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The best way to use your 2019-20 tax return

  • July 27 2020
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Earn

The best way to use your 2019-20 tax return

By Grace Ormsby
July 27 2020

Putting cash away for a rainy day and paying down debt are two “sensible strategies” for using your 2019-20 tax return, according to an accountant.

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The best way to use your 2019-20 tax return

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  • July 27 2020
  • Share

Putting cash away for a rainy day and paying down debt are two “sensible strategies” for using your 2019-20 tax return, according to an accountant.

tax return

Speaking to nestegg, H&R Block’s director of tax communications, Mark Chapman, has acknowledged that this time of year sees many Australians receive a cash windfall, whether expected or unexpected.

When asked what Australians should be doing with such money, he replied that he couldn’t provide a general recommendation because “it really depends on your personal circumstances”.

“I wouldn’t dream of advising people what to do with their return, although every year we see that the majority of people either save it or use [it] to pay down debt accrued over the previous year – both sensible strategies.”

He pointed to H&R Block’s research on the matter, which has revealed that most people do use their refund to either pay down debt – such as credit cards or their mortgage – or they put it in a savings account.

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“Either way, they are making their money work for them long term, either by reducing interest payable on debt or earning interest on savings (although savings rates are fairly negligible at present),” Mr Chapman commented.

For those people who are in a financial position to do either of these things, Mr Chapman said it “definitely makes sense”.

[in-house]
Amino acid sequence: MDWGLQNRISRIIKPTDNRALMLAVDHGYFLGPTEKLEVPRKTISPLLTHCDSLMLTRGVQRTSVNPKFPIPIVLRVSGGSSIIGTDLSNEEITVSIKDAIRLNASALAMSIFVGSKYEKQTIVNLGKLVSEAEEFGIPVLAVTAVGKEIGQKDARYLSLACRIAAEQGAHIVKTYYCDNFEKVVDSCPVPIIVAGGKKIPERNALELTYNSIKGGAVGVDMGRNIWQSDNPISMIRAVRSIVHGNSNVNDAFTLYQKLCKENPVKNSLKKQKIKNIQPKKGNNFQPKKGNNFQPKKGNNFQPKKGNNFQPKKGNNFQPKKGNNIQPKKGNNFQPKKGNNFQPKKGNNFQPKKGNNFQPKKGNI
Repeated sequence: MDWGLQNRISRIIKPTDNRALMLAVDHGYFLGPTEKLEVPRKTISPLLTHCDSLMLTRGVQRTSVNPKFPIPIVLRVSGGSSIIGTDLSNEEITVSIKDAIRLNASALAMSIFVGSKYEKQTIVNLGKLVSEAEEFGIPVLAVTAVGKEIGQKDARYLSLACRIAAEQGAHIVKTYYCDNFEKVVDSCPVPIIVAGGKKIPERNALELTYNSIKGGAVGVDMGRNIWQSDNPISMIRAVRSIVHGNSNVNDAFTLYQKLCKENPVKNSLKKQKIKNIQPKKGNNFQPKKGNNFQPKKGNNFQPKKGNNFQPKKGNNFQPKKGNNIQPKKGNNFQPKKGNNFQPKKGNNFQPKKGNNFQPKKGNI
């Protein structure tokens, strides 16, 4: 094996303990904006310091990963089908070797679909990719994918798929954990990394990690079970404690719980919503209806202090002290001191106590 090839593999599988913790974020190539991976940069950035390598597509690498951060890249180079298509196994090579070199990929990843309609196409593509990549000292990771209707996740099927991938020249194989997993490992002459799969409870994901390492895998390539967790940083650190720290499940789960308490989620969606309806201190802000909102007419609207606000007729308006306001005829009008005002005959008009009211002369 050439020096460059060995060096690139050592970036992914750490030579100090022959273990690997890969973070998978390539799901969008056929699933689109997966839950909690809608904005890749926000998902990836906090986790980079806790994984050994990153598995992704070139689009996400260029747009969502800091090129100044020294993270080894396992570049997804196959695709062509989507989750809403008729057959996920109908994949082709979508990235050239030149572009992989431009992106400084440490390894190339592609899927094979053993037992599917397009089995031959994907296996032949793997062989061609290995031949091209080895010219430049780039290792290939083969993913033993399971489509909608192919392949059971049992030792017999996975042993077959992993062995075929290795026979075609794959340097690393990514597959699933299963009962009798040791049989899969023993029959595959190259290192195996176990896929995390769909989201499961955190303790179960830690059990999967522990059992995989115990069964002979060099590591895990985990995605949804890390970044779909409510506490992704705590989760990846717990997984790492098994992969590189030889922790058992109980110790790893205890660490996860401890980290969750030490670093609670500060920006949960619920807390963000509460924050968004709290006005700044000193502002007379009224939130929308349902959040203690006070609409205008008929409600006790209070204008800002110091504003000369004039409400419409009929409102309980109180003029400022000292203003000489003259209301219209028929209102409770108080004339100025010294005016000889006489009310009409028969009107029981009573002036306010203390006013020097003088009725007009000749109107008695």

But “unfortunately in these financially difficult times, many people have no option but to spend it on essentials like food and utility bills”.

The tax director said he can “certainly understand” why people may not be thinking long term if their “financial position requires it”.

And for those people who do have their tax return burning a hole in their hip pocket, Mr Chapman had the following to say: “For the small minority who choose to blow it on an extravagant luxury, like a holiday or new jewellery, good luck if you can afford it!”

“But if you can’t, maybe use it more wisely instead,” he conceded.

Mr Chapman previously revealed to nestegg some of the most bizarre attempted tax deductions he has seen – both those that were approved by the ATO and those that were knocked back.

The best way to use your 2019-20 tax return
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About the author

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Grace is a journalist on Momentum Media's nestegg. She enjoys being able to provide easy to digest information and practical tips for Australians with regard to their wealth, as well as having a platform on which to engage leading experts and commentators and leverage their insight.

About the author

Grace is a journalist on Momentum Media's nestegg. She enjoys being able to provide easy to digest information and practical tips for Australians with regard to their wealth, as well as having a platform on which to engage leading experts and commentators and leverage their insight.

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